this is a sad news. Ross always had a positive attitude. Never lost his cool. Always had a smile on his face. Had a good sense of humour. And always “looked around” for opportunities to improve the operation of the RMC museum and the capacity of its storage space. With the approval of the program to rehabilitate the existing dormitories, the opportunity to move some functions around showed up. The Stone Frigate had been designated as the first dormitory to be renovated; Fort Haldimand, as the second one. By then, the swimming pool in Fort Haldimand had been abandoned. Ross asked me if he could have the space for “his” museum storage. I immediately approved. A few days later, he gave me his plan for the use of the space. It was immediately incorporated in the dormitory rehabilitation project; which was completed a few years later. Ross was definitely an asset while working at RMC; looking after its history and heritage. He will be missed by many.

  • Doug MacQuarrie

    January 21, 2019 at 2:05 pm

    I first met Ross in Borden in the summer of ’66. We were there for out Phase I Army officer training when it was run by the Service Corps School. We were room mates by virtue of having sir names close together alphabetically. Ross attended RMC in his first year and I was a Rodent so that’s why we never met before that summer. We became good friends from the start. One long weekend Ross was good enough to invite me to his home in the Toronto area where I had to pleasure of spending time with his family and close friends. We lost contact after graduation but I followed his career back at RMC with great interest. It saddens me greatly to learn of his passing. His kind disposition and unending enthusiasm will be sorely missed by all. RIP Ross. God be with you!

  • 13789 Darren Rich

    January 21, 2019 at 2:20 pm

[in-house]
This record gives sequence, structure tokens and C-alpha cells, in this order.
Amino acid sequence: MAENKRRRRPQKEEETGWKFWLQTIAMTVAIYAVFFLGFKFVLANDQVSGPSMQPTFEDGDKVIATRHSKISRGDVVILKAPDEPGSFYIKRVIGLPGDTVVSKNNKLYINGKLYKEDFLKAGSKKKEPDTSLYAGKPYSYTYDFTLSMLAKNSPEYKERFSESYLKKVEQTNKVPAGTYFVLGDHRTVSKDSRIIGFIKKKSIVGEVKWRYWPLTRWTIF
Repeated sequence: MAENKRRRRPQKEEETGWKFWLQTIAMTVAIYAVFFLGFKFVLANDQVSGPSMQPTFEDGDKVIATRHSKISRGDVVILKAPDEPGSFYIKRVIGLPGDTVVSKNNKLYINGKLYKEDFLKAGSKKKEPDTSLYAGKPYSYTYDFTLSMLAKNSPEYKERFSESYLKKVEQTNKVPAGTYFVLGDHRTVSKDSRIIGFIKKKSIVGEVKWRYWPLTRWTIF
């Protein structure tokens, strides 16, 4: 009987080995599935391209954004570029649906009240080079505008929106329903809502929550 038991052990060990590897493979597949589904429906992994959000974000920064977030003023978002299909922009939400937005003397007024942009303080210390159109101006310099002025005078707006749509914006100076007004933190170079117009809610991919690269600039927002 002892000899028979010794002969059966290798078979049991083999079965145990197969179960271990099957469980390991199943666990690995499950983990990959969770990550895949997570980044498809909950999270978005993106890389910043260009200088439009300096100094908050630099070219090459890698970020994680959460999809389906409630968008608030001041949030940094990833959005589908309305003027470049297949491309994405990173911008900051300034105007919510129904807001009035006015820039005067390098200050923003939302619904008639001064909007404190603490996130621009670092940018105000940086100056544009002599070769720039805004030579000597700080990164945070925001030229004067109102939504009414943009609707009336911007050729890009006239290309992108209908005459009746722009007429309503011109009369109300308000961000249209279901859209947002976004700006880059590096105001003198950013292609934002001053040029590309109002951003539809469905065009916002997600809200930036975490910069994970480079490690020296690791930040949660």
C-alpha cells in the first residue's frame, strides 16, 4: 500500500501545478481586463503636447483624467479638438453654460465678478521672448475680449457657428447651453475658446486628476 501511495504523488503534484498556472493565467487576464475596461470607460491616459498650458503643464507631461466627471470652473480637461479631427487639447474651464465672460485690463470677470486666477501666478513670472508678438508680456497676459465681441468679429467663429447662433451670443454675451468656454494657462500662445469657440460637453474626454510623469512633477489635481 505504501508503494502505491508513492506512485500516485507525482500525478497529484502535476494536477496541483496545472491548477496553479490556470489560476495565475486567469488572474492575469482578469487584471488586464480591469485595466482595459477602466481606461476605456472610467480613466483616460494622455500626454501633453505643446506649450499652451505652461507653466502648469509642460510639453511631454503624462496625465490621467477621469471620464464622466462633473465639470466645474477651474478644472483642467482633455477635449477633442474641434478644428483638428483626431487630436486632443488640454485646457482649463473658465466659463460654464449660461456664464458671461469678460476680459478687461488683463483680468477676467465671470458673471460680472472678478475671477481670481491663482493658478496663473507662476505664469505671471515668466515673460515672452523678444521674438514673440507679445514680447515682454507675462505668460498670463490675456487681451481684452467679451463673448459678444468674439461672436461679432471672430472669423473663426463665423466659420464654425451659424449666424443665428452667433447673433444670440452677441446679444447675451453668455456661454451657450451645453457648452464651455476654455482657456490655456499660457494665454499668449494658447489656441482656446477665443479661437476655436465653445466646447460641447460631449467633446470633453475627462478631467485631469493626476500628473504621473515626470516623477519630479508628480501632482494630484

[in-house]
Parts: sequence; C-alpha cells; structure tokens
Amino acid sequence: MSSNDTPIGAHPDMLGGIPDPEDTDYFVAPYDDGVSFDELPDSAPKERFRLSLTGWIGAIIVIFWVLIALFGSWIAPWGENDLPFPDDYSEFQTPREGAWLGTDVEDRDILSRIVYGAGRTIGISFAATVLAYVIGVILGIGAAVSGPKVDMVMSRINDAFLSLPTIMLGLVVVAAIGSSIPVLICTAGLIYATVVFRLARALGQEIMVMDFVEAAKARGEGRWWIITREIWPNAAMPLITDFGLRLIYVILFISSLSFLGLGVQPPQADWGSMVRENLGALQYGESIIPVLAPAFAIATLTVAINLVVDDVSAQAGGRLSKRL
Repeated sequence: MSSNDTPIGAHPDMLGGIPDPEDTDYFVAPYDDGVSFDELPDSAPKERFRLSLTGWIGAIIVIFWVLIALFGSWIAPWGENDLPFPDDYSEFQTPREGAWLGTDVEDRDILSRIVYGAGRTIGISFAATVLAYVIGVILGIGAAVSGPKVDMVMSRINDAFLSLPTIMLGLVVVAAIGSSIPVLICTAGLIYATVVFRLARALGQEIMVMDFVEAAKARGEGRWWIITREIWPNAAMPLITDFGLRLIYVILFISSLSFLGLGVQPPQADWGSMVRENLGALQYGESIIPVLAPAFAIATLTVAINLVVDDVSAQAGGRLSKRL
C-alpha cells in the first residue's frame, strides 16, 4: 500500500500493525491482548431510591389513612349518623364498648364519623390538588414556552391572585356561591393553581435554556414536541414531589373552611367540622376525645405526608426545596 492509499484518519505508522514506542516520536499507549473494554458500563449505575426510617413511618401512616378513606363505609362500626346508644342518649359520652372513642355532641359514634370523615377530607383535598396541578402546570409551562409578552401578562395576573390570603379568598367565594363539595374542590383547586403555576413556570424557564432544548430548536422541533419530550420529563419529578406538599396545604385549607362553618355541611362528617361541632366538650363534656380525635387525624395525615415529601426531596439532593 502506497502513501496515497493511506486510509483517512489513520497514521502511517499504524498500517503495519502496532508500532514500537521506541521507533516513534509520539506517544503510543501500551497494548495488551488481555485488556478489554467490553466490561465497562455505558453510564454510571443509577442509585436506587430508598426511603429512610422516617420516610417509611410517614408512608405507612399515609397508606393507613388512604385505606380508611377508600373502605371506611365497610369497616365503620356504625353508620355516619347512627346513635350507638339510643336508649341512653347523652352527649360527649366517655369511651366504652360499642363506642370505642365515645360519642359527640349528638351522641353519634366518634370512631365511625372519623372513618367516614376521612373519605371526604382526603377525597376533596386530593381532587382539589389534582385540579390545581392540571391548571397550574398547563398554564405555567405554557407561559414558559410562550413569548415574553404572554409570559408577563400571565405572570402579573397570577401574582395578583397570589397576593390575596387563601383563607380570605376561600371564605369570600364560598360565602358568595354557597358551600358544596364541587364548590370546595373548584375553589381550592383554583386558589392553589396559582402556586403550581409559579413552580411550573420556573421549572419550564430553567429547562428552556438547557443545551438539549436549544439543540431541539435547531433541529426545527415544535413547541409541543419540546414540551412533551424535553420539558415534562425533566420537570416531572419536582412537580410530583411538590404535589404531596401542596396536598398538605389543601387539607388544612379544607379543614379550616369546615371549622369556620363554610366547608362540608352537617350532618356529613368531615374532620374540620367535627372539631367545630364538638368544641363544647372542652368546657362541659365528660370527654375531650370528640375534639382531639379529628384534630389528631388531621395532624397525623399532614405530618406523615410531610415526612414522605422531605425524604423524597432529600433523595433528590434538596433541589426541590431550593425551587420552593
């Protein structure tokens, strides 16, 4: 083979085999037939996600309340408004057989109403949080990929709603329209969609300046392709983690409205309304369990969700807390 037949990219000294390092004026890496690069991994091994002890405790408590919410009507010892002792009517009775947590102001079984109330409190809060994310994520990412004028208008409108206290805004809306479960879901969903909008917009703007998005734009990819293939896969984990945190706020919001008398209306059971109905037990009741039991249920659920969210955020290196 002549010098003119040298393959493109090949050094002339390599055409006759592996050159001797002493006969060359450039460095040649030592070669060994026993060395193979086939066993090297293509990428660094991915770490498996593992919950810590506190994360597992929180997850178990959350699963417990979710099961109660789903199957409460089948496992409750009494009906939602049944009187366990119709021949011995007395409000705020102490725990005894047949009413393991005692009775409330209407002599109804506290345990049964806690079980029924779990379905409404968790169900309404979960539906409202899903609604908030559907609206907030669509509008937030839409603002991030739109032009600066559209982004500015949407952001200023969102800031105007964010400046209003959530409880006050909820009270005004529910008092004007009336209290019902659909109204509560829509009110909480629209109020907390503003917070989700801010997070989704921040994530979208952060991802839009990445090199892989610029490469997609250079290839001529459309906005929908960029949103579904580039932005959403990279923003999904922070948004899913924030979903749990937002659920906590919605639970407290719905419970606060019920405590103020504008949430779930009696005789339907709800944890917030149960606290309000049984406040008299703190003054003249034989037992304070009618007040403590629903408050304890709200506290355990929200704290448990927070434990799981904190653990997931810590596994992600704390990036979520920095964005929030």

This is indeed very sad news. I echo Andre’s comments (above). Along with Andre and a whole host of others, too numerous to name, I had the privilege of working alongside Ross. Yes, his ‘coup’ to scoop the Fort Haldimand swimming pool for the RMCC Museum was a master stroke! I will also never forget the day he appeared in my office with the RRMC Colours, not the second set that is laid up in Christ Church Cathedral in Victoria, but the original Colours that hung above the lobby of Hatley Castle. As the RMCC Commandant of the day was also a Roadent, and we had links to the RRU staff, it was decided to repatriate those venerable Colours to RRU.

    In addition to his “Red and White” duties and responsibilities Ross was also an invaluable member of the Monuments and Memorials Committee. We could always rely upon him and Dr. Pike for sage and measured advise on everything from Memorial Benches to the Wall of Honour to the upkeep and maintenance of the various artefacts and other historical items around Point Frederick.

    His plan to remodel the Currie Staircase to Currie Hall was also noteworthy as was his involvement with the Mackenzie Conference Room in the basement during the renovations of the Mackenzie building basement.

    A personal highlight was the day I was walking back from the Senior Staff Mess with a Fourth-year Naval Cadet, when we spied Ross and none other than Don Cherry, walking up the stairs into the Mackenzie Building to view the Memorial Stairway. I asked the NCdt if she wished to meet Don – to which she enthusiastically replied yes, and we hustled over to interrupt Ross and Don. Yes, Don was very gracious and polite, quite unlike his television persona, and we then left them to their business.

    Ross will be missed by each and everyone of us who have ever crossed his path. It is indeed a sad day for all of us, RMCC and Canada.

  • Mark Wilson

    January 21, 2019 at 5:56 pm

    Ross and I went to Gordon Graydon Secondary in the 1960s together. I remember when he was going to “some” military college and then lost touch with him. I next met Ross at the Kaserne in Lahr West Germany in 1978, he was on one of the fall exercises. I was working as a planner for the base. I took him around Lahr and to some of the social events. The next time we met was when my wife and I were touring North America and dropped into RMC and visited the museum, where Ross took us on a tour, which my wife and I enjoyed. We are saddened by his passing.

  • Matt Oliver

    January 21, 2019 at 9:21 pm

    When I arrived at RMC from RRMC in 1985, on in-clearance was told by one of the OR staff that they had been waiting for me, and that I was to immediately report to the Captain. When I arrived at the office (wondering what I had done without realizing it), I discovered it was Ross (my father’s cousin). A most memorable welcome. In more recent communication I related the story to Ross as one of my fond memories of arriving at RMC. Ross admitted having been troubled afterwards for playing such a trick on me, and was happy to hear I recalled it positively.